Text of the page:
To achieve what, you may ask? Nothing less than the Holy Grail of the wellness industry: I am here to turn back the Jan clock. To shed the years like yesterday's tights; to become a younger version of myself.

In the world of health and beauty, it is the science of anti-ageing that has become the real big business - a development fuelled by the pampered baby boomers cruising into their senior years and being horrified at what awaits.

Depleted hormone levels, no energy, thickening waists, wrinkles, stoops and maladies? This is not happening to me, they cry.

Their self-interest has propelled a global anti-ageing market worth more than $320 billion and likely to hit $470 billion by 2018. The ambition is simple, but profound: to make people live much healthier lives for much longer.

In the U.S, Google is building a research facility on the West Coast to study diseases which affect the elderly, such as neurodegeneration and cancer. Surgeons in Brazil and elsewhere are pushing back age frontiers with rejuvenation biotechnologies, tissue engineering, stem cell facelifts and cellular restoration.

Across Europe, the new buzz in beauty is all about youth-inducing copper peptides, while women, and men, of a certain age are clamouring to have the latest must-have procedure, the non-surgical, eight-point facelift.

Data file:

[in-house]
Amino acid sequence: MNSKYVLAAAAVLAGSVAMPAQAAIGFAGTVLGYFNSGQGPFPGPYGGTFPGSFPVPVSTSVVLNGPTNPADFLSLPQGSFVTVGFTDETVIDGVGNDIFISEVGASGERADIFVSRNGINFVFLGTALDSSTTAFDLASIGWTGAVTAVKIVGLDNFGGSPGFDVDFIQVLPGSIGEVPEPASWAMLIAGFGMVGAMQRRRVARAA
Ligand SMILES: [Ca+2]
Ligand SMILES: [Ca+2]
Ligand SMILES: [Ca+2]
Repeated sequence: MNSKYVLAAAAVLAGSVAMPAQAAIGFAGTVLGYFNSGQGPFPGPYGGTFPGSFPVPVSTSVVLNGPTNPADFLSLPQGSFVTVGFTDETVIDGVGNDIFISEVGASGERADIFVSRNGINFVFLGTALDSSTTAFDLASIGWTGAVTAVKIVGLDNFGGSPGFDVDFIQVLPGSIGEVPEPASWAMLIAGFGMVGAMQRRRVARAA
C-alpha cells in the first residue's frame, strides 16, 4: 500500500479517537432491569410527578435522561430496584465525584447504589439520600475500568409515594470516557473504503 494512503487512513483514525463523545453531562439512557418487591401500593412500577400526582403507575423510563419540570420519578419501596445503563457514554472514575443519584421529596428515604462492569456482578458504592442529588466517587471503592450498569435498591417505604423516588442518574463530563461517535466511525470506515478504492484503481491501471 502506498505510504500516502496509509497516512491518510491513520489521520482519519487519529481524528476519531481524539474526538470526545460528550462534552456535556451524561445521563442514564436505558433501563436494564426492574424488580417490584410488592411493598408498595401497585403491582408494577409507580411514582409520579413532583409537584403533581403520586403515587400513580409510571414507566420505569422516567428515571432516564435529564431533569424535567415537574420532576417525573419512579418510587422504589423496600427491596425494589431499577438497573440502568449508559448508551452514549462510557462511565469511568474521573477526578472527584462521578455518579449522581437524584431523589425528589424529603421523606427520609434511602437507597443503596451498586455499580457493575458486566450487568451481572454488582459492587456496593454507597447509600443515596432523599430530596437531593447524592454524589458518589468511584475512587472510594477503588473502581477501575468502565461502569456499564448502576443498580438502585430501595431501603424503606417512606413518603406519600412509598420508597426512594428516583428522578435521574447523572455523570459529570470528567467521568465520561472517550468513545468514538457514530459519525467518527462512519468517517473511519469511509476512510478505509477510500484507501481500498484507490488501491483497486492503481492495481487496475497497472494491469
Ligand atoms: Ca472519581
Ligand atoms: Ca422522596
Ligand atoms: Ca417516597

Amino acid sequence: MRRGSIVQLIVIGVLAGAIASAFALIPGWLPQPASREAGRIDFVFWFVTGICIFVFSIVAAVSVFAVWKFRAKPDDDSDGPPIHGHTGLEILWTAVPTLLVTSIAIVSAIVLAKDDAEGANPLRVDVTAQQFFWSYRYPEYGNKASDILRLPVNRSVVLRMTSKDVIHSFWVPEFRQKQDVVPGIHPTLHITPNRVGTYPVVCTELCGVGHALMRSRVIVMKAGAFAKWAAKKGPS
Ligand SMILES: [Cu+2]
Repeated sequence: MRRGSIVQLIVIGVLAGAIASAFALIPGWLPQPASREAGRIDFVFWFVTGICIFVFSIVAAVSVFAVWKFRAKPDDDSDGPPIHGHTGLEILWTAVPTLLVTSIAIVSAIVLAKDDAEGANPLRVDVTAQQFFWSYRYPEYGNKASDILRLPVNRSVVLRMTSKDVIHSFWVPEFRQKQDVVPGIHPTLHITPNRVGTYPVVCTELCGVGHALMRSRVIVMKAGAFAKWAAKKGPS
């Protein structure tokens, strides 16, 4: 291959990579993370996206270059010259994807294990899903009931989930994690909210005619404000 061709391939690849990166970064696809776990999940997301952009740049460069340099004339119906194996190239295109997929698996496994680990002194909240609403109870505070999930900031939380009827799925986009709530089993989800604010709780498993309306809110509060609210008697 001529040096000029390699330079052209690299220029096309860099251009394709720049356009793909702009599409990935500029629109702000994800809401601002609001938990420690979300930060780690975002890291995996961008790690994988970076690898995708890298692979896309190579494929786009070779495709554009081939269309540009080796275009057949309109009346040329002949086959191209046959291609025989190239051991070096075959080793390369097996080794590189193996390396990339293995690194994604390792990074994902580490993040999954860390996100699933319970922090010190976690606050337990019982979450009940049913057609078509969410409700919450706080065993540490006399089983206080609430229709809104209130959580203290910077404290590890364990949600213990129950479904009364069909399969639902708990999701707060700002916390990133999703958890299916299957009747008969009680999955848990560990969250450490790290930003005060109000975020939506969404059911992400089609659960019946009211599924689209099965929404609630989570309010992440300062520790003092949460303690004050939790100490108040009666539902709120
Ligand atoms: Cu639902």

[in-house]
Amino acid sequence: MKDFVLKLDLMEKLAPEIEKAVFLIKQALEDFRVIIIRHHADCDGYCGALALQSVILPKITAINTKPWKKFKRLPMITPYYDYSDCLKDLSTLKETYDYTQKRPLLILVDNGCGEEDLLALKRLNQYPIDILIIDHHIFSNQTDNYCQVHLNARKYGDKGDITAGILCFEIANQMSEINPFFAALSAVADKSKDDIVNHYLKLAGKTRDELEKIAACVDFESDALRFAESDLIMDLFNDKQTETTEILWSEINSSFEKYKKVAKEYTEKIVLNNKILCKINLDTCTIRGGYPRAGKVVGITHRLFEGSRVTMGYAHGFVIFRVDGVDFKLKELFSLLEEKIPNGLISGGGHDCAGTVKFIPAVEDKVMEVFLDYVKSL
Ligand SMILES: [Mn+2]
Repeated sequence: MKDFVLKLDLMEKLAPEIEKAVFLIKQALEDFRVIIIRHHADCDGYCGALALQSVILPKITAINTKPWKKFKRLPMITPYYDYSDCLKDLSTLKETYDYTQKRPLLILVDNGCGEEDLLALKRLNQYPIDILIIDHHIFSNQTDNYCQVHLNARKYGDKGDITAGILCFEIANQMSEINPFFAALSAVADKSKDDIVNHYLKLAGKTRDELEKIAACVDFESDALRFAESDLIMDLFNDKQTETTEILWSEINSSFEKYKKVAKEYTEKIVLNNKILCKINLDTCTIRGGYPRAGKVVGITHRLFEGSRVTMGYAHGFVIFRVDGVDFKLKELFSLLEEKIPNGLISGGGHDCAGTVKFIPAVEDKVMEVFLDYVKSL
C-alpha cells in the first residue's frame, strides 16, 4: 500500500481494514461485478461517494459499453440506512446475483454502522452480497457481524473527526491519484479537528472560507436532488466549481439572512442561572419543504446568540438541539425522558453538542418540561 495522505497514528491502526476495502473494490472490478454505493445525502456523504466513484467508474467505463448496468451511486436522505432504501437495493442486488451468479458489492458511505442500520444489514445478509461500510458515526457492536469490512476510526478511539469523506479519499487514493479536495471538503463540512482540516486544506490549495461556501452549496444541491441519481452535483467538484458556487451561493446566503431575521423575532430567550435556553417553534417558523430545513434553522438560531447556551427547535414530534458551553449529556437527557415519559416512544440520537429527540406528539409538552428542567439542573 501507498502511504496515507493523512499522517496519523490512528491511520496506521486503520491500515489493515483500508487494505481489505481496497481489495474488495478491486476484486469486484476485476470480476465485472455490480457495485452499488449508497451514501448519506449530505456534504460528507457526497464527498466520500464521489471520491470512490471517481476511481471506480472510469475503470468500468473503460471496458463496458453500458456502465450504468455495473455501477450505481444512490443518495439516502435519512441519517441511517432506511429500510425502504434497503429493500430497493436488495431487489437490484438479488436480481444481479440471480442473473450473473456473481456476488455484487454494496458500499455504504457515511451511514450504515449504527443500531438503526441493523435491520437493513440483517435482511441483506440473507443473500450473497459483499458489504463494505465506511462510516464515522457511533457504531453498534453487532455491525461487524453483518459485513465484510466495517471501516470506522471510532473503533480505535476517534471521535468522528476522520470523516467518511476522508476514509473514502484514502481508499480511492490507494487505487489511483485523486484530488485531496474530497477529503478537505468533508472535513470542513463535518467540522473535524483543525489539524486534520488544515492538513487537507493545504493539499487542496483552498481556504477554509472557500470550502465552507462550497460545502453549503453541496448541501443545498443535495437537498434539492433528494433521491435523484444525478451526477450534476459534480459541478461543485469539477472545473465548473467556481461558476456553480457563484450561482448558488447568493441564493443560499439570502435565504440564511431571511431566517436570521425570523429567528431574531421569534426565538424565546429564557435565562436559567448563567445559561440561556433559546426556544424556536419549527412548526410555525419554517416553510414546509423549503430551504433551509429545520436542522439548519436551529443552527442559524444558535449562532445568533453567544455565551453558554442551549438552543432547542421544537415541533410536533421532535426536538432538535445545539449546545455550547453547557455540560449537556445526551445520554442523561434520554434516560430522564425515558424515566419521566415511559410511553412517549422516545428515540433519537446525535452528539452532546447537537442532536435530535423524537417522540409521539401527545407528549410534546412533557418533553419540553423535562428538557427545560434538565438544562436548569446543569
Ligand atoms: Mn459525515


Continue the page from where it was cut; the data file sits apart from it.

The rush to turn the clock back has never been more fevered, although here at Vivamayr they have been practising life-extending therapies since the 1950s. Their aim is to help prevent what they call the "civilisation" diseases, including gout, high blood pressure, arteriosclerosis, diabetes and cancers.
Some of these conditions cannot be attributed to lifestyle, but in many cases they can.
Dr Fegerl and his team believe that one ten-day stay can add ten years to a lifespan, while adopting their clean living principles could give you another 20 years and beyond.

Staff here follow the doctrines of Austrian physician Dr F. X. Mayr, who started practising more than 100 years ago. He believed humans unknowingly self-harm by storing up toxins in their intestines. To this end, he developed the Mayr Cure, a combination of fasting, sweating, sleeping, sensible living and chewing. Lots of chewing.

Patients here are even given chewing lessons; shown how to masticate each mouthful of stale spelt bread 40 times. It's utterly ghastly, but a fellow inmate called Ingrid, an attractive 52-year-old Swedish divorcee who lives in Surrey, looks on the bright side.

"Just think, if we chew like this all the time, we will never get the jowly face!" she says. We munch on, as diligent as rabbits.